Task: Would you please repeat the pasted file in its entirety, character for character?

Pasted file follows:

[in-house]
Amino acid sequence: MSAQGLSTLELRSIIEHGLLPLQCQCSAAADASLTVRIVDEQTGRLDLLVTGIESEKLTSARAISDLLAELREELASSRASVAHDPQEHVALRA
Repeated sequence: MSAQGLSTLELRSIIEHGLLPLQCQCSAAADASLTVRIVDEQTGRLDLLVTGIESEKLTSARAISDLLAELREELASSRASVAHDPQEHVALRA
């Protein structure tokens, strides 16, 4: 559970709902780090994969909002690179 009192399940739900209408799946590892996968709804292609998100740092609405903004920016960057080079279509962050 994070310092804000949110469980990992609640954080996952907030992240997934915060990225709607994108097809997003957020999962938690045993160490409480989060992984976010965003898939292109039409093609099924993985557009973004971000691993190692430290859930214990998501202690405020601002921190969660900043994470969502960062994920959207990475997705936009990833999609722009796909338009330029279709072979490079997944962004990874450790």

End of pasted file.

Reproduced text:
[in-house]
Amino acid sequence: MSAQGLSTLELRSIIEHGLLPLQCQCSAAADASLTVRIVDEQTGRLDLLVTGIESEKLTSARAISDLLAELREELASSRASVAHDPQEHVALRA
Repeated sequence: MSAQGLSTLELRSIIEHGLLPLQCQCSAAADASLTVRIVDEQTGRLDLLVTGIESEKLTSARAISDLLAELREELASSRASVAHDPQEHVALRA
């Protein structure tokens, strides 16, 4: 559970709902780090994969909002690179 009192399940739900209408799946590892996968709804292609998100740092609405903004920016960057080079279509962050 994070310092804000949110469980990992609640954080996952907030992240997934915060990225709607994108097809997003957020999962938690045993160490409480989060992984976010965003898939292109039409093609099924993985557009973004971000691993190692430290859930214990998501202690405020601002921190969660900043994470969502960062994920959207990475997705936009990833999609722009796909338009330029279709072979490079997944962004990874450790």